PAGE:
This 1899 photo of ladies decked out in their elaborate hats and bustles for a day of shopping are wonderful.
But I also love the street sign, lamps, mailbox, and fire hydrant (across 14th Street), published in New York Then and Now in 1976.
“The corner building was originally the William M. Halstead residence, built in the 1830s,” the caption to the photo tells us.
“One of the earliest mansions on the avenue, it was later altered and became, successively, the Old Guard Armory, Midget Hall and Brewster’s Hall; it eventually was occupied by the Gregg Furniture Co.”
The scene is very different in 1974. The tall buildings replaced smaller-scale mansions in the early 1900s, and a white-brick apartment residence occupies the northeast corner.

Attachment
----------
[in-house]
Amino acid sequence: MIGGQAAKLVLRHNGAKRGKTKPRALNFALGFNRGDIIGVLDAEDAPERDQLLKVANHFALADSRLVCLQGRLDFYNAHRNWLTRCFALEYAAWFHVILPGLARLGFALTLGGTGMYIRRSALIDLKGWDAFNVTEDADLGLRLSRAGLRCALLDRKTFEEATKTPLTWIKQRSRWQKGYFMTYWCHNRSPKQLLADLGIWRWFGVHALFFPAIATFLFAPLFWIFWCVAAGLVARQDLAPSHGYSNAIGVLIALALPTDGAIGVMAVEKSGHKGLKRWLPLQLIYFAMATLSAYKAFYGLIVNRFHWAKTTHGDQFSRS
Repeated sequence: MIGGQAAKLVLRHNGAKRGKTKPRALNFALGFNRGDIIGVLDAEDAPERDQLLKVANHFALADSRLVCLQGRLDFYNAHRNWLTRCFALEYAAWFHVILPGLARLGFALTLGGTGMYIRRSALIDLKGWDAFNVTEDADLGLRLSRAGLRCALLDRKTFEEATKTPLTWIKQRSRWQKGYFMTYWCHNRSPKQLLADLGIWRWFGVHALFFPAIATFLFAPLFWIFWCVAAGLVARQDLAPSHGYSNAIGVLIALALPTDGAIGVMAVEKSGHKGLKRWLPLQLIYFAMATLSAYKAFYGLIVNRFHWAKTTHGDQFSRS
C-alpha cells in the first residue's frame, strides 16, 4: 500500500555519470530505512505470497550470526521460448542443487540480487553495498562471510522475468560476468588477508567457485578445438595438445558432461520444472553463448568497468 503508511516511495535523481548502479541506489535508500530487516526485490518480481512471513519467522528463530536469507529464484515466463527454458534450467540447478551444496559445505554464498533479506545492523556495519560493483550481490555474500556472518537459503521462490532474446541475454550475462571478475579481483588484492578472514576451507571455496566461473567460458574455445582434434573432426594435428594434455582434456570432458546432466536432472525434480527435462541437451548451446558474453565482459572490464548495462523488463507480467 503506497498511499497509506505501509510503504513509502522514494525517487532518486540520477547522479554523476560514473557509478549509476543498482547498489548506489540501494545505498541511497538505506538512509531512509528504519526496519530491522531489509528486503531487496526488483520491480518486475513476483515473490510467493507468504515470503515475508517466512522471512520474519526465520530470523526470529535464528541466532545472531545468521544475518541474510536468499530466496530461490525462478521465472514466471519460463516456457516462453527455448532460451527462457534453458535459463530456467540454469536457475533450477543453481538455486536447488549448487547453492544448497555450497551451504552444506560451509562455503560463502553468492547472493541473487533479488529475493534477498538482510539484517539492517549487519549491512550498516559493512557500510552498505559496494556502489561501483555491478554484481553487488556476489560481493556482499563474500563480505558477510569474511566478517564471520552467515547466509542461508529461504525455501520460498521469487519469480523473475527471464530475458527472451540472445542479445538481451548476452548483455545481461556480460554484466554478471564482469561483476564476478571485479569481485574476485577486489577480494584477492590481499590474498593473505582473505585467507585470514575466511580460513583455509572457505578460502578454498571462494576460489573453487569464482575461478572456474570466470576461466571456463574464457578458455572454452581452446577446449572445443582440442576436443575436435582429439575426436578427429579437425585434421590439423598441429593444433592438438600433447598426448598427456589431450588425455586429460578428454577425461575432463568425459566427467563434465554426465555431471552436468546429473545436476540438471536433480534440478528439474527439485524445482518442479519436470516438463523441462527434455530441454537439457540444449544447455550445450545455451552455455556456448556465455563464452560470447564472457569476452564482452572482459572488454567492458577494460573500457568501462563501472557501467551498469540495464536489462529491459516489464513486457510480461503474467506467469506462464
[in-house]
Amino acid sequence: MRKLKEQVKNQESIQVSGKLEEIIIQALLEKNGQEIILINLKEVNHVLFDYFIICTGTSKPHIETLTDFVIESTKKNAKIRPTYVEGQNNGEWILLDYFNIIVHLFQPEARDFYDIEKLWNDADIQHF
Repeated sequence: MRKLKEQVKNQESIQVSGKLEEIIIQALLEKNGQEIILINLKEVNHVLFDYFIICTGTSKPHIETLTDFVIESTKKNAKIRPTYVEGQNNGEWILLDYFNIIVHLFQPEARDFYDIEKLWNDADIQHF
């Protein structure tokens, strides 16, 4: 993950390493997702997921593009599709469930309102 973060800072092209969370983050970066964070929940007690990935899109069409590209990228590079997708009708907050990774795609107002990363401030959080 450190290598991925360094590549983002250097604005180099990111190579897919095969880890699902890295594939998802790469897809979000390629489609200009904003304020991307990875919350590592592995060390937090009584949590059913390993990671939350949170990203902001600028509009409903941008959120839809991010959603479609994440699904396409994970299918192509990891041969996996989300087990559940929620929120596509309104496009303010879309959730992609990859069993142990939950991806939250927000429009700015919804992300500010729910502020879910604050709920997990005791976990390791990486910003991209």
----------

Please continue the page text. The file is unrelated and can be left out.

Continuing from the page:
The lovely signage and lamps are gone . . . as is the shopping traffic.
Today, the streetscape looks the same as it did in 1974, with a few exceptions: more foot and vehicular traffic, thanks to lower Fifth Avenue’s resurgence as a retail district.
Also, there’s new traffic lights . . . and bank branches on both corners.
Tags: 14th Street scene, Fifth Avenue and 14th Street, Fifth Avenue street scenes, Greenwich Village in the 19th century, Ladies Mile shopping, New York in the 1970s, New York street, New York then and now